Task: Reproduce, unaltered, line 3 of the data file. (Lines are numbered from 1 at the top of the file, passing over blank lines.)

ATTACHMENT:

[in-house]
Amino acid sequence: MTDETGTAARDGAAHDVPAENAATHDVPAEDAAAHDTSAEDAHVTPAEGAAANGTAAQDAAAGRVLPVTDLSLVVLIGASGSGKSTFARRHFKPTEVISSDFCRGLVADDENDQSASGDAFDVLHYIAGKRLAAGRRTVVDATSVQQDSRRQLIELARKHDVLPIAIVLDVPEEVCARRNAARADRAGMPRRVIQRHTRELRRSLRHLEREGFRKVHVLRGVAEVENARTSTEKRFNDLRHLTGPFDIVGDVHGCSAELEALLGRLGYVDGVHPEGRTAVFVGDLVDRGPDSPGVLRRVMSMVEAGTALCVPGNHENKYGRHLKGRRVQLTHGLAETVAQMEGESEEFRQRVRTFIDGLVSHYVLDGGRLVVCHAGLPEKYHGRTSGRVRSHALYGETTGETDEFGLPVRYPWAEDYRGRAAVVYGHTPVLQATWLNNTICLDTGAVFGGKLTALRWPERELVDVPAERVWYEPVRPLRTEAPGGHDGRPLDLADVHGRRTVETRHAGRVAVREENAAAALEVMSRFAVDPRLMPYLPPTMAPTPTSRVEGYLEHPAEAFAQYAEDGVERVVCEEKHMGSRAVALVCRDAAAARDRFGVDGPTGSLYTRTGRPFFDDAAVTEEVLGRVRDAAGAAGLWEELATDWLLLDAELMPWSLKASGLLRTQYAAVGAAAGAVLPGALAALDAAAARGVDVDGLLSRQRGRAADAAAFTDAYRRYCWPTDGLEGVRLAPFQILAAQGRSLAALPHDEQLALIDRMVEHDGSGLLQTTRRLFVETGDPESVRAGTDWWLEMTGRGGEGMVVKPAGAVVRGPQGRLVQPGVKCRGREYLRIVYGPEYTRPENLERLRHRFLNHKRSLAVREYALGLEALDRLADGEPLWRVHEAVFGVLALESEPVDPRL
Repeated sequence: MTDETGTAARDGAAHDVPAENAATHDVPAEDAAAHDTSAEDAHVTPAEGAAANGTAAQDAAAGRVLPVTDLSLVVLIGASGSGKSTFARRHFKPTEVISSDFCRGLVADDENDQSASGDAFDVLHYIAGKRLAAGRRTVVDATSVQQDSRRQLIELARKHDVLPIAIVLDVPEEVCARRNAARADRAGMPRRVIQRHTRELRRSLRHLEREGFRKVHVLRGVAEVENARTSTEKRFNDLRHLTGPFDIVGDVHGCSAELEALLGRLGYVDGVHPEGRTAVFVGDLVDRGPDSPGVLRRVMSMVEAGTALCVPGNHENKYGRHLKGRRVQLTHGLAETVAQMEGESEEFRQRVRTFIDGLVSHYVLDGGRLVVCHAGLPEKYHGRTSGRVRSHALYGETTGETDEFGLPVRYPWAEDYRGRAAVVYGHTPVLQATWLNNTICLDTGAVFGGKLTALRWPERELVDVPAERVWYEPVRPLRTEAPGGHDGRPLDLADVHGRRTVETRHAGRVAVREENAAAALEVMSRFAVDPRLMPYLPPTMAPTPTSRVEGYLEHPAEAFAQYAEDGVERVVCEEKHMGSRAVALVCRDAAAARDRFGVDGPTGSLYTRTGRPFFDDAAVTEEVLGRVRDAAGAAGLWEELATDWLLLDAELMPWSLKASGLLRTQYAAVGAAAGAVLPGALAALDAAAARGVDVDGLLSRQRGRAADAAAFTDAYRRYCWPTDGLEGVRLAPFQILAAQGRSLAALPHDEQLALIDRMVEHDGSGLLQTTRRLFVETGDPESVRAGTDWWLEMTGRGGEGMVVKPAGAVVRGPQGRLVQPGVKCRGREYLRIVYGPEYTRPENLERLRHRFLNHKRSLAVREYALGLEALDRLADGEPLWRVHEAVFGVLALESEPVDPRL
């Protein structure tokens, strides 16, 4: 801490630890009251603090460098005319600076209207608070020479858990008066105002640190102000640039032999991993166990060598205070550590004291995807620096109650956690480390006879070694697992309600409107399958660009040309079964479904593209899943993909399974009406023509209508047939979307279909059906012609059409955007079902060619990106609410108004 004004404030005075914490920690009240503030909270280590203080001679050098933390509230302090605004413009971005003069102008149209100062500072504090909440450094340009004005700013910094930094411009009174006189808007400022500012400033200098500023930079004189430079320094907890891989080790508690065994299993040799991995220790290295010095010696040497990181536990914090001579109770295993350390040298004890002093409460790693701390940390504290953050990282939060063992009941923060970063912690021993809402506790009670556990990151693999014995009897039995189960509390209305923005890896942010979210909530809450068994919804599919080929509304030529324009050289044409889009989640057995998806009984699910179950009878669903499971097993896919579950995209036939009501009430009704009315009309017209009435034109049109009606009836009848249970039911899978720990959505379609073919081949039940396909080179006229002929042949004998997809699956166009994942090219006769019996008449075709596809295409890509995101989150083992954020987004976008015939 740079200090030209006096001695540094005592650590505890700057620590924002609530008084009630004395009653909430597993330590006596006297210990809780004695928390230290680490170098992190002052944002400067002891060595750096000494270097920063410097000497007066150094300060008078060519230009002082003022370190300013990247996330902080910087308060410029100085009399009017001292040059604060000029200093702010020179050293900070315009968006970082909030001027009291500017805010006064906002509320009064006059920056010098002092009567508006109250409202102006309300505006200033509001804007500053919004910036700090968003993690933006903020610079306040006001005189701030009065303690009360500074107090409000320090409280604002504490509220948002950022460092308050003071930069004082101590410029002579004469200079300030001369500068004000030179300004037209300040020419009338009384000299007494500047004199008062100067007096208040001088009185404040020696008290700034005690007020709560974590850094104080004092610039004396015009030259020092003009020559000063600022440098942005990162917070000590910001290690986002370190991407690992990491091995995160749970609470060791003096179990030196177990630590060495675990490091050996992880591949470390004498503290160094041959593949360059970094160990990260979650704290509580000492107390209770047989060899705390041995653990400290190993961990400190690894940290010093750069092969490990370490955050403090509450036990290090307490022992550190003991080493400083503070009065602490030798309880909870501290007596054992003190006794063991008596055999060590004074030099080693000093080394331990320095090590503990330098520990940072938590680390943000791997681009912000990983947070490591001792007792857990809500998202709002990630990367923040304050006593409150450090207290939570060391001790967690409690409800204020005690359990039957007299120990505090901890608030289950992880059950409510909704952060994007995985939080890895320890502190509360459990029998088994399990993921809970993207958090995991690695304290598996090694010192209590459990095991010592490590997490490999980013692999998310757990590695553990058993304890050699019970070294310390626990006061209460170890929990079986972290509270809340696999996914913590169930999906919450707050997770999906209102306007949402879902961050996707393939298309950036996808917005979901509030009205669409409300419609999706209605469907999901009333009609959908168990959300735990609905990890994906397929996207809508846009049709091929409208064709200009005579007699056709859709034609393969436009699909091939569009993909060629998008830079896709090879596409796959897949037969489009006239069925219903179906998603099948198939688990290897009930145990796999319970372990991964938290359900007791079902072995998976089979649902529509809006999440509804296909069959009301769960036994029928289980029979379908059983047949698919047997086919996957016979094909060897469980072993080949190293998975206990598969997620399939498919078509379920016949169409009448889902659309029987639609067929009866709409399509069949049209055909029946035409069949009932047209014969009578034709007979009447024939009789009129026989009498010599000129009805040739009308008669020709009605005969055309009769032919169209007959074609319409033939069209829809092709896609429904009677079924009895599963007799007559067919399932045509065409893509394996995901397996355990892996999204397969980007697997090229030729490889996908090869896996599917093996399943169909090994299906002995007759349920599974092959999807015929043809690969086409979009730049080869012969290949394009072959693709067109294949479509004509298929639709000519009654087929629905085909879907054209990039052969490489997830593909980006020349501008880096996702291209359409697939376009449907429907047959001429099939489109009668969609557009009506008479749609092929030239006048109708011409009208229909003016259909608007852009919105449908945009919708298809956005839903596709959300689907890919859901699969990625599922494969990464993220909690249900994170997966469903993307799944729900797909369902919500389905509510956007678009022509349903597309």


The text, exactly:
Repeated sequence: MTDETGTAARDGAAHDVPAENAATHDVPAEDAAAHDTSAEDAHVTPAEGAAANGTAAQDAAAGRVLPVTDLSLVVLIGASGSGKSTFARRHFKPTEVISSDFCRGLVADDENDQSASGDAFDVLHYIAGKRLAAGRRTVVDATSVQQDSRRQLIELARKHDVLPIAIVLDVPEEVCARRNAARADRAGMPRRVIQRHTRELRRSLRHLEREGFRKVHVLRGVAEVENARTSTEKRFNDLRHLTGPFDIVGDVHGCSAELEALLGRLGYVDGVHPEGRTAVFVGDLVDRGPDSPGVLRRVMSMVEAGTALCVPGNHENKYGRHLKGRRVQLTHGLAETVAQMEGESEEFRQRVRTFIDGLVSHYVLDGGRLVVCHAGLPEKYHGRTSGRVRSHALYGETTGETDEFGLPVRYPWAEDYRGRAAVVYGHTPVLQATWLNNTICLDTGAVFGGKLTALRWPERELVDVPAERVWYEPVRPLRTEAPGGHDGRPLDLADVHGRRTVETRHAGRVAVREENAAAALEVMSRFAVDPRLMPYLPPTMAPTPTSRVEGYLEHPAEAFAQYAEDGVERVVCEEKHMGSRAVALVCRDAAAARDRFGVDGPTGSLYTRTGRPFFDDAAVTEEVLGRVRDAAGAAGLWEELATDWLLLDAELMPWSLKASGLLRTQYAAVGAAAGAVLPGALAALDAAAARGVDVDGLLSRQRGRAADAAAFTDAYRRYCWPTDGLEGVRLAPFQILAAQGRSLAALPHDEQLALIDRMVEHDGSGLLQTTRRLFVETGDPESVRAGTDWWLEMTGRGGEGMVVKPAGAVVRGPQGRLVQPGVKCRGREYLRIVYGPEYTRPENLERLRHRFLNHKRSLAVREYALGLEALDRLADGEPLWRVHEAVFGVLALESEPVDPRL